When I was growing up, there was not a lot of children-specific programming, but there were a number of iconic, quirky American tv shows which combined elements of fantasy in real life situations, such as My Mother the Car, My Favourite Martian and Bewitched, The Monkees but my favourite was Mr Ed, which starred Alan Young.
This is from the i paper:
English-born Young was already a well-known radio and tv comedian, having starred in his own Emmy-award winning variety show, when Mr Ed was being readied at comedian George Burns’ production company. Burns is said to have told his staff: “Get Alan Young. He looks like the kind of guy a horse would talk to.”
Mr Ed was a golden Palomino who spoke only to his owner, Wilbur Post, played by Young. Fans enjoyed the horse’s deep, droll voice (“WIL-bur-rr-r”) and the goofy theme song lyrics (“A horse is a horse, of course, of course…”). an eclectic group of celebrities including Clint Eastwood, Mae West and baseball great Sandy Koufax made guest appearances on the show…
when the cameras weren’t rolling, the human and four-legged co-stars were friends, according to Young. If Ed was reprimanded by his trainer, Young said, “He would come over to me, like “Look what he said to me.”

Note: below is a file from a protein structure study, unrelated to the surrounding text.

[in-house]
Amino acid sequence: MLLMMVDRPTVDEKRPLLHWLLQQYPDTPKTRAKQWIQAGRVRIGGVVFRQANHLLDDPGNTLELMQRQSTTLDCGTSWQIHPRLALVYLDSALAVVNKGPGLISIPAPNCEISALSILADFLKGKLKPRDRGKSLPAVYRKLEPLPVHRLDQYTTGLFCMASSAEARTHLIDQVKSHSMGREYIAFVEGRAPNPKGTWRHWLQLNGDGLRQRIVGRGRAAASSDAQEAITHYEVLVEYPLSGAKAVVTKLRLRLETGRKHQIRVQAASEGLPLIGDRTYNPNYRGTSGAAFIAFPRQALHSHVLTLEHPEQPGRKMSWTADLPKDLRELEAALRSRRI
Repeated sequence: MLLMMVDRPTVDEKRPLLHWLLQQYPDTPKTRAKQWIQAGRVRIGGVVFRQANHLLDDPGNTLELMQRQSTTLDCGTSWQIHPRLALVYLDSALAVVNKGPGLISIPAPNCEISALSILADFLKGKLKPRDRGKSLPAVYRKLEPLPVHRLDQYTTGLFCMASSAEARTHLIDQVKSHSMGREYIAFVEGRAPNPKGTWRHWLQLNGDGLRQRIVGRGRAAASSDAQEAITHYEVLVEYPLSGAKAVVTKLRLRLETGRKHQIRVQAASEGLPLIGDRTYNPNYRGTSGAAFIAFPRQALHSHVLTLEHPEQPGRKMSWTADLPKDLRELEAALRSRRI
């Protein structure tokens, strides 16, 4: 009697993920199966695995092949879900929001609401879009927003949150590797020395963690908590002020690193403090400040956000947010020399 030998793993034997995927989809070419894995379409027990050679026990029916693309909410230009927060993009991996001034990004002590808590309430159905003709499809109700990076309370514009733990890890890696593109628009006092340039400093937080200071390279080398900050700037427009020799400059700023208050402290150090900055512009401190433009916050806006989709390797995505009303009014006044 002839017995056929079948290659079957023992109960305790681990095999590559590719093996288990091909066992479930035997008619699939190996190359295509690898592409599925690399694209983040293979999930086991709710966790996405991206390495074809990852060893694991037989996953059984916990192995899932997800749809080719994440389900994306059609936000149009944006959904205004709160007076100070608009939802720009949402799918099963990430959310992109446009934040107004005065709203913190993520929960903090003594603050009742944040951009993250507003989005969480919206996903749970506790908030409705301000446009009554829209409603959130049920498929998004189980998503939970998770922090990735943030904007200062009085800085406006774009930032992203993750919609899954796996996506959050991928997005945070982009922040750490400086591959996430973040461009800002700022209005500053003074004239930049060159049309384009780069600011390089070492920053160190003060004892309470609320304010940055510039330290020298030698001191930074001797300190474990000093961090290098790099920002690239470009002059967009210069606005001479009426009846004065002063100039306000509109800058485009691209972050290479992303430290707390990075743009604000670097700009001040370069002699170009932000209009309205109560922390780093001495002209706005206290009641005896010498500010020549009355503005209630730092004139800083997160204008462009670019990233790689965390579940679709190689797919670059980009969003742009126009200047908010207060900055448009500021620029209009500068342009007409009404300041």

Young also appeared in a number of films, including Gentlemen Marry Brunettes, ‘Tom Thumb, The Cat from Outer Space, and The Time Machine, the latter the 1960 classic in which, speaking in a Scottish brogue, he played time traveler Rod Taylor’s friend.
In later years, Young found a new career writing for and voicing cartoons. He portrayed Scrooge McDuck in 65 episodes for Disney’s TV series Duck Tales and did voiceovers for The Great Mouse Detective.
His gentle comedy caused TV Guide to hail him as “the Charlie Chaplin of television” and the fledgling Academy of Television Arts and Sciences awarded Emmys to Young as best actor and to the show as best variety series.
Howard Hughes, who had seen young on tv, hired him for he lead in a film version of Androcles and the Lion, a comedy based on the George Bernard Shaw play. when it opened in cinemas, however, nobody laughed, so Hughes withdrew the movie and shot 2 weeks of new sequences.
“He put in girls with gauze and a real lion, and it became a blood-and-buts film,” Young recalled in 1987.
Young was a Christian Scientist from his teen years. In the early 1970s, he left his career to work for the Mother church in Boston. He spent 3 years establishing a film and broadcasting centre, and then toured the country for 2 years as a Christian Science lecturer. Disillusioned by the church bureaucracy, he returned to Hollywood in 1976.